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I've been reading about linearized GR and the study of gravitational waves, and an odd thought popped into my head. According to wave-particle duality (admittedly, usually used in quantum mechanics!), particles can act like waves, and waves can act like particles. My logic was that, therefore, there should be a particle associated with a gravitational wave. There is one thing, though, that might interfere with this: gravitational waves are plane waves, not longitudinal waves - which is how we describe, for example, photons. But my original question still stands: Is there a particle associated with a gravitational wave? If not, why not? If so, is there a separate mathematical structure associated with it (aside from the metric for the wave)?

FYI: Nope, I'm not talking about gravitons. I know those are completely different and unrelated (and, at the moment, hypothetical).

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Let's look theoretically to your question. Let's introduce linearized GR and then let's derive the wave equations. It is exactly the second Bianchi equation for the Weyl tensor. We want to associate some particle to the gravity wave (only for linearized gravity limit). For associating we must do at least two things:

1) Show that equation for hypothetical particle coincides with the equation for the Weyl tensor.

2) Show that theory of interaction of corresponding field of this particle with matter respects the equivalence principle.

It can be shown, that theory for massless free particle with helicity 2 are completely equal to the free generalized GR. Also, in the infrared limit the lorentz-invariance and existence of nontrivial scattering processes requires equivalence principle (i.e., the coupling constants of interaction with different kinds of fundamental fields).

So we may conclude that in a case of linearized gravity we may represent the gravitational waves as gravitons. But corresponding theory has many hard problems, of course.

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If there was a quantum theory of gravity (which there isn't) then it would include a graviton as the elementary particle associated with gravity, in the same way that the photon is associated with the electromagnetic field (as CuriousMind says).

An electromagnetic wave in vacuum is transverse - both the electric and magnetic fields are vectors that are at right angles to the direction of propagation. In Quantum Field Theory this is somehow connected to the fact that the photon has spin 1.

A gravitational wave is a tensor wave - the disturbance is in the metric, which is a tensor. One can loosely say it is transverse for the following reason: There is a theorem that says that a spherically symmetric body (for example a symmetric collapsing star) does not generate gravitational waves - because all the movements of matter are radial, and this in the same direction as the putative outgoing wave. The tensor nature means the graviton must have spin 2.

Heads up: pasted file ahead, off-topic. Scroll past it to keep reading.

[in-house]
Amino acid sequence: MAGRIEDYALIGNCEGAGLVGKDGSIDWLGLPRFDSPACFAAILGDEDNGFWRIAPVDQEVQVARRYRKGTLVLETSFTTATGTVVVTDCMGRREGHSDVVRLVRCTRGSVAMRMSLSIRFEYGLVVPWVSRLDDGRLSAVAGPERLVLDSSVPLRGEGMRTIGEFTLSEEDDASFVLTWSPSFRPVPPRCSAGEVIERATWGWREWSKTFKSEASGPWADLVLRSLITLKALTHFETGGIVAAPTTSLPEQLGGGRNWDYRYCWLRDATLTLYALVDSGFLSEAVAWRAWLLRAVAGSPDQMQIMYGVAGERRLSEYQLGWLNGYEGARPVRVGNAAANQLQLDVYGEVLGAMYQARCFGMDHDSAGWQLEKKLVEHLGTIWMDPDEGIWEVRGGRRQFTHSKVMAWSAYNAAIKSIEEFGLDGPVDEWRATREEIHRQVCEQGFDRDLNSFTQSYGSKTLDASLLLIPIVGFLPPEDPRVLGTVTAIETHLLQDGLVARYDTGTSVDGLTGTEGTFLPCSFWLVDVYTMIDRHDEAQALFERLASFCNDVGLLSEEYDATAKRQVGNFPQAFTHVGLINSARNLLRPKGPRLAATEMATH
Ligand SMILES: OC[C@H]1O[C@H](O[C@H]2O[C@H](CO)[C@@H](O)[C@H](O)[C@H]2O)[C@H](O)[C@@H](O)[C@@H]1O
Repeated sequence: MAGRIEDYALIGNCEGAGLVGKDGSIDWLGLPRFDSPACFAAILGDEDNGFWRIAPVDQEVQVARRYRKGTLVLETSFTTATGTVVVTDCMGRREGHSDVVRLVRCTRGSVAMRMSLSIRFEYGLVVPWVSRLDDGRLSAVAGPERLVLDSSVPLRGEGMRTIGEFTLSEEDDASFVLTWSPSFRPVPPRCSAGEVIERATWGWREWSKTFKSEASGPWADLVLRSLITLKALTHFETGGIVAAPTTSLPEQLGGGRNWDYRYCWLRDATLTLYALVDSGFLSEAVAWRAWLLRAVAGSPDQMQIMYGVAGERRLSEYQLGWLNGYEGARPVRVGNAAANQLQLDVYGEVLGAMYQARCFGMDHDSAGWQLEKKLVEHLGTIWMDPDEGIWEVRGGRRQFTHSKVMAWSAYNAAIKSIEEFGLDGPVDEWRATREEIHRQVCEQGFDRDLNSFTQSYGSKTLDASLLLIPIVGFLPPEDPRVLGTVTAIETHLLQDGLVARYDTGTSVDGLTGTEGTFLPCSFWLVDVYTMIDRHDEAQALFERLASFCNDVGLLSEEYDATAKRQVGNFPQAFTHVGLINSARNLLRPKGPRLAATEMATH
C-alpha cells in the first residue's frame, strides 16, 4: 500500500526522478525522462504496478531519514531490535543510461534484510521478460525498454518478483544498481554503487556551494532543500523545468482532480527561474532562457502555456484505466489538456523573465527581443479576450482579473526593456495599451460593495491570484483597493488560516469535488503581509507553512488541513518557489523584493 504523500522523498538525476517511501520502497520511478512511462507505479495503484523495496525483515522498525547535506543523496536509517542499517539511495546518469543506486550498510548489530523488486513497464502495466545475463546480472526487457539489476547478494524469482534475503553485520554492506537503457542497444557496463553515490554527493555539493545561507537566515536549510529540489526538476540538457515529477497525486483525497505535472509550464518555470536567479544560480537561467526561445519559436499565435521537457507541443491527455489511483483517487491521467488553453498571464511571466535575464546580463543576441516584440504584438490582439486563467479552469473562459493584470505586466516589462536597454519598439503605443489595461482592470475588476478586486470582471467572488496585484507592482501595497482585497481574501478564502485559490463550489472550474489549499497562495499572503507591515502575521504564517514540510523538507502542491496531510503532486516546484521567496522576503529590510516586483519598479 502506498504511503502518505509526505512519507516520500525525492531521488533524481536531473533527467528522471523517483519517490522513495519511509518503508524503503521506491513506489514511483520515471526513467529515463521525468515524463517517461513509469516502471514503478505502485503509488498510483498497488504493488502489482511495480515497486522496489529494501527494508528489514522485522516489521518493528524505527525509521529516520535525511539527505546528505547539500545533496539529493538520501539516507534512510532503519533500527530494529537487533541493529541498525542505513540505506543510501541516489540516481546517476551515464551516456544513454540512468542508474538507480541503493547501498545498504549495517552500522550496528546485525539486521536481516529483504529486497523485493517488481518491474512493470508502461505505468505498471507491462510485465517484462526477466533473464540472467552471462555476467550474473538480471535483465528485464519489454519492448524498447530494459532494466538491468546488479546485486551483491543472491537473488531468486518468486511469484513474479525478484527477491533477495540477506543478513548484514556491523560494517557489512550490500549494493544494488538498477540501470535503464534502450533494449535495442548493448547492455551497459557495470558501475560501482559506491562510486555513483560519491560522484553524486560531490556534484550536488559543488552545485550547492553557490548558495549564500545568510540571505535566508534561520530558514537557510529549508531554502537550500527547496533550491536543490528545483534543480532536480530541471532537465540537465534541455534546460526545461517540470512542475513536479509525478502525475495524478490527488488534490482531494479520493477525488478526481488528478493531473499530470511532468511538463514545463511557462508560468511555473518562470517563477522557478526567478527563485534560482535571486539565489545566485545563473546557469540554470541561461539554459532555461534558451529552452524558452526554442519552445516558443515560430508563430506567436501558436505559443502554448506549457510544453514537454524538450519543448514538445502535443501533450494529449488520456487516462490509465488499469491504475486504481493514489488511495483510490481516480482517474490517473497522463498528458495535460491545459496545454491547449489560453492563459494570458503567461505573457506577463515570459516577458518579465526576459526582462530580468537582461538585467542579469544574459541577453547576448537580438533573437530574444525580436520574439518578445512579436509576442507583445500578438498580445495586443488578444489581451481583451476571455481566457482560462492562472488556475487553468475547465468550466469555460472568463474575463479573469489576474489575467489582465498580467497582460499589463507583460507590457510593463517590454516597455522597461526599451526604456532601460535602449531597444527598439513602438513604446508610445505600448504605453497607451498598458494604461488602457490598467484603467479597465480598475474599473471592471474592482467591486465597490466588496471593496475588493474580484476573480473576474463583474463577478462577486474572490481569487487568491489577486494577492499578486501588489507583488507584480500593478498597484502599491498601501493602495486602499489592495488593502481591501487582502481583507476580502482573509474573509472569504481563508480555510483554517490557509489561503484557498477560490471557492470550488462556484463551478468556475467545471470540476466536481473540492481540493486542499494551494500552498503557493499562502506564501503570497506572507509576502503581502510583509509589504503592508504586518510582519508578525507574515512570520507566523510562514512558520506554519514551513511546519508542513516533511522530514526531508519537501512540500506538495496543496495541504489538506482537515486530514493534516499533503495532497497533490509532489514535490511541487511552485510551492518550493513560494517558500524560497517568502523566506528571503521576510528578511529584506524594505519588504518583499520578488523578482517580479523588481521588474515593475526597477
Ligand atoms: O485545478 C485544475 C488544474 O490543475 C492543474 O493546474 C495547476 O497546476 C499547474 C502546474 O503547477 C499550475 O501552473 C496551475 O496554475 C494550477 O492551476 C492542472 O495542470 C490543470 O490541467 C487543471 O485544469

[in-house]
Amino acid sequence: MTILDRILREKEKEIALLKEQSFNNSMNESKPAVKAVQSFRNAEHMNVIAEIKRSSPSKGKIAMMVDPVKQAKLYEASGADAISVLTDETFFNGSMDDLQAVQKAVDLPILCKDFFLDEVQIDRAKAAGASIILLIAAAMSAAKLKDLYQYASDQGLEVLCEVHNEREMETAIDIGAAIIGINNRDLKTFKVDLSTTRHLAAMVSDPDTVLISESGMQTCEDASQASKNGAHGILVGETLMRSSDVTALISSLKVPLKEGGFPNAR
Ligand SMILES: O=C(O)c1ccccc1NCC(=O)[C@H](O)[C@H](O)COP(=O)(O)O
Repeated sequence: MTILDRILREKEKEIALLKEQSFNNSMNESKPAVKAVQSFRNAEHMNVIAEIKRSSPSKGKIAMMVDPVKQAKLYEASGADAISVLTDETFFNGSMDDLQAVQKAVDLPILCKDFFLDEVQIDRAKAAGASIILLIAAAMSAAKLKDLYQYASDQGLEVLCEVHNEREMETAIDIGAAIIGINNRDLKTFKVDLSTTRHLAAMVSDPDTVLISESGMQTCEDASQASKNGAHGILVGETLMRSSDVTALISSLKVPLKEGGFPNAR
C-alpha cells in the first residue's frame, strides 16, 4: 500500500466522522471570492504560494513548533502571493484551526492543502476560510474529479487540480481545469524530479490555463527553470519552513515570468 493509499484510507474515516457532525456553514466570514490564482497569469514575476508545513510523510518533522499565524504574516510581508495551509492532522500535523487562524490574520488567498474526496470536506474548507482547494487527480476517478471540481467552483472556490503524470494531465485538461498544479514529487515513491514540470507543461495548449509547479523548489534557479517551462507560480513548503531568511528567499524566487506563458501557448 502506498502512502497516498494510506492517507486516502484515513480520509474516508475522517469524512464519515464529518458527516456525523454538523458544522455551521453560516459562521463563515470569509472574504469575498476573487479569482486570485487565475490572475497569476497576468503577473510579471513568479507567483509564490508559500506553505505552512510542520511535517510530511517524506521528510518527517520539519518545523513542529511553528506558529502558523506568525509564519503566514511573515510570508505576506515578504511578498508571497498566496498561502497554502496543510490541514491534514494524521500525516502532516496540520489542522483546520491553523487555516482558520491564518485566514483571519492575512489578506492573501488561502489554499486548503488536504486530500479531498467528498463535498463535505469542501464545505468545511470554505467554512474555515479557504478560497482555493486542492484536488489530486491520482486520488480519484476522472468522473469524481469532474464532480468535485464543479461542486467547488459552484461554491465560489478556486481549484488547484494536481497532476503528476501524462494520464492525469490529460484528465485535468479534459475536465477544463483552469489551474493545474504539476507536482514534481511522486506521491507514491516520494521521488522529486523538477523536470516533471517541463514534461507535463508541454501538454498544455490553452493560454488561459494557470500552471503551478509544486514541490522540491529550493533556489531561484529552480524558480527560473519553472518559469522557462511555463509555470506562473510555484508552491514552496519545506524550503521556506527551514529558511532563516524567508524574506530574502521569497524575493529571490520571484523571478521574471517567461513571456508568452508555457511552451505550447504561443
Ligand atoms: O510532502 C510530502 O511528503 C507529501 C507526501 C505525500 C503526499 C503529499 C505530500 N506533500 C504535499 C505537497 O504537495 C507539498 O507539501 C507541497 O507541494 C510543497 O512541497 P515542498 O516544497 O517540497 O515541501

In Quantum Electrodynamics (QED) one or more virtual photons are exchanged between two particles that interact electromagnetically. (I suppose this picture strictly only applies in the perturbation theory approach, in which Feynman diagrams are used.)

In Quantum Gravity Theory (if it existed) one or more virtual gravitons would be exchanged between particles interacting gravitationally. The photon and the graviton are both massless. This is related to the fact that both are long range forces, with an inverse square dependence, with no exponential drop-off with distance.

In QED real photons (observable light) are created when charges accelerate. In Quantum Gravity Theory (if it existed) real gravitons are created when mass (or pressure or stress) accelerates.

The particle nature of gravitational radiation would be difficult to observe experimentally, because it is almost impossible to think of processes that would create gravitons of 1 electron-volt of energy or more - the energy that is easy to measure as it corresponds to chemical reactions, the photoelectric effect, and such-like. Hope this helps, @HDE.

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  • $\begingroup$ I have to say, I knew just about everything you stated. But I appreciate the answer. $\endgroup$ – HDE 226868 Aug 13 '14 at 21:01
  • $\begingroup$ I think by "plane waves", the OP means that the waves are tensors with components perpendicular to the direction of travel, requiring a quadrupole moment to be generated. $\endgroup$ – Jerry Schirmer Aug 13 '14 at 21:25
  • $\begingroup$ Yep, @JerrySchirmer is right. I should have been more detailed. $\endgroup$ – HDE 226868 Aug 13 '14 at 22:27

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